glyph 7: Wilhelm Furtwangler, Peter Gutman, Bruckner, Mahler, Beethoven, Germany, WWII, music, classical, Berlin, Nazi Germany
Peter Gutman writes:
A survey of the life and artistry of Wilhelm Furtwängler: Before the War, the War Years, Furtwängler's Artistry, his Wartime Recordings, After the War, Furtwängler's Post-War Career, his Post-War Recordings, Furtwängler's Legacy and my highly subjective choice of his Greatest Recordings.
Berlin. October 7, 1944. A typical day toward the end of the Third Reich. Soldiers die. Civilians suffer. Jews are murdered. Nothing special.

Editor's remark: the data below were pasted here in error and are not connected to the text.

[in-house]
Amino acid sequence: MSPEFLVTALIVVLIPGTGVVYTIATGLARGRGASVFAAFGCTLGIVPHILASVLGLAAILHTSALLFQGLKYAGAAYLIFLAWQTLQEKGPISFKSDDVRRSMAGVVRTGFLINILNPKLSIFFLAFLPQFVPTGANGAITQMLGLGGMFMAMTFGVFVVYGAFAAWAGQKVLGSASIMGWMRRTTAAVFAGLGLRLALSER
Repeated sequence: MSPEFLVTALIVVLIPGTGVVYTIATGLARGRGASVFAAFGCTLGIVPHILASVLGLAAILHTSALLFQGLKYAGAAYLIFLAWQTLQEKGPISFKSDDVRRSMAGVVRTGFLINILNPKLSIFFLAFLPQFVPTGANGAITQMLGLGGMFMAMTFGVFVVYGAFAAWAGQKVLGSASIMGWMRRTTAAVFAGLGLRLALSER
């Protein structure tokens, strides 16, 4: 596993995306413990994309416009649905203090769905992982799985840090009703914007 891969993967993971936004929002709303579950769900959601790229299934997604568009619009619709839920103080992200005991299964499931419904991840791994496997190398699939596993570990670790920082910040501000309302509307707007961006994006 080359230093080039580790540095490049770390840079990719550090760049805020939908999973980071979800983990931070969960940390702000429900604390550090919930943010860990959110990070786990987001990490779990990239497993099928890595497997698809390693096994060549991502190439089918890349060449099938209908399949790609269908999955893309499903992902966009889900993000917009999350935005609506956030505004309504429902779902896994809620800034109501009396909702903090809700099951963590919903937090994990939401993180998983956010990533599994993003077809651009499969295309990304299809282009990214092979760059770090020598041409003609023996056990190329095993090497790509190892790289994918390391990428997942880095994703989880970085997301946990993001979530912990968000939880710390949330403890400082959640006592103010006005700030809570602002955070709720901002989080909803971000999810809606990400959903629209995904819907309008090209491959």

In the Beethovensaal a concert is about to begin,but the theater is empty, relieved of its usual audience studded with Nazi elite seeking a brief cultured respite from the stresses of war. The Berlin Philharmonic Orchestra is on stage, awaiting its cue. Conductor Wilhelm Furtwängler stands awkwardly on the podium. The vague meandering of his baton summons the first shadowy note of Bruckner's Ninth Symphony. A Radio Berlin engineer starts his Magnetophon. The most extraordinary orchestral recording of the century has just begun.
entered before July 9, 2006